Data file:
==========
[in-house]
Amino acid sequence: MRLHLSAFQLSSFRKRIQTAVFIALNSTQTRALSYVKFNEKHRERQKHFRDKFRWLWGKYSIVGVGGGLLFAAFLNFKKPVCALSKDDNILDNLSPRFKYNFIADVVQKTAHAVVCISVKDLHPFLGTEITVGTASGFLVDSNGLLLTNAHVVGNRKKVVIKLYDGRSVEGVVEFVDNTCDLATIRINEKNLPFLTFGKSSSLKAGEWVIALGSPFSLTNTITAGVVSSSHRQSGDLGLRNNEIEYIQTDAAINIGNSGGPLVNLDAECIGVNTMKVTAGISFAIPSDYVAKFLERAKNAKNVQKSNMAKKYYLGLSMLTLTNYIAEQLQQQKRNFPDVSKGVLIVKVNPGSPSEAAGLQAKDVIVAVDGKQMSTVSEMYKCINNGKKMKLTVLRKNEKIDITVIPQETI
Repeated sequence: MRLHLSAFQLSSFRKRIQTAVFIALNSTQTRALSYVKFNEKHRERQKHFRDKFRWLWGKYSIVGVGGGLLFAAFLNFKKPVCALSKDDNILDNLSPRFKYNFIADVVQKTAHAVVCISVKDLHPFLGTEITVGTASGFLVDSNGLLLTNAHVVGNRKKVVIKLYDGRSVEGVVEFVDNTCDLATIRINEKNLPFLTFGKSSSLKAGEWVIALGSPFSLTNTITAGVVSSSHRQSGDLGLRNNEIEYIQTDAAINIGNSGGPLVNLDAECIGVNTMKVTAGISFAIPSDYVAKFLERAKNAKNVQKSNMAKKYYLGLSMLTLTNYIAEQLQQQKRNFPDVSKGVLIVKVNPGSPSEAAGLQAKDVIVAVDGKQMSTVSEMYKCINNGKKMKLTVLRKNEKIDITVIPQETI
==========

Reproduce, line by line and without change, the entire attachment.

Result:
[in-house]
Amino acid sequence: MRLHLSAFQLSSFRKRIQTAVFIALNSTQTRALSYVKFNEKHRERQKHFRDKFRWLWGKYSIVGVGGGLLFAAFLNFKKPVCALSKDDNILDNLSPRFKYNFIADVVQKTAHAVVCISVKDLHPFLGTEITVGTASGFLVDSNGLLLTNAHVVGNRKKVVIKLYDGRSVEGVVEFVDNTCDLATIRINEKNLPFLTFGKSSSLKAGEWVIALGSPFSLTNTITAGVVSSSHRQSGDLGLRNNEIEYIQTDAAINIGNSGGPLVNLDAECIGVNTMKVTAGISFAIPSDYVAKFLERAKNAKNVQKSNMAKKYYLGLSMLTLTNYIAEQLQQQKRNFPDVSKGVLIVKVNPGSPSEAAGLQAKDVIVAVDGKQMSTVSEMYKCINNGKKMKLTVLRKNEKIDITVIPQETI
Repeated sequence: MRLHLSAFQLSSFRKRIQTAVFIALNSTQTRALSYVKFNEKHRERQKHFRDKFRWLWGKYSIVGVGGGLLFAAFLNFKKPVCALSKDDNILDNLSPRFKYNFIADVVQKTAHAVVCISVKDLHPFLGTEITVGTASGFLVDSNGLLLTNAHVVGNRKKVVIKLYDGRSVEGVVEFVDNTCDLATIRINEKNLPFLTFGKSSSLKAGEWVIALGSPFSLTNTITAGVVSSSHRQSGDLGLRNNEIEYIQTDAAINIGNSGGPLVNLDAECIGVNTMKVTAGISFAIPSDYVAKFLERAKNAKNVQKSNMAKKYYLGLSMLTLTNYIAEQLQQQKRNFPDVSKGVLIVKVNPGSPSEAAGLQAKDVIVAVDGKQMSTVSEMYKCINNGKKMKLTVLRKNEKIDITVIPQETI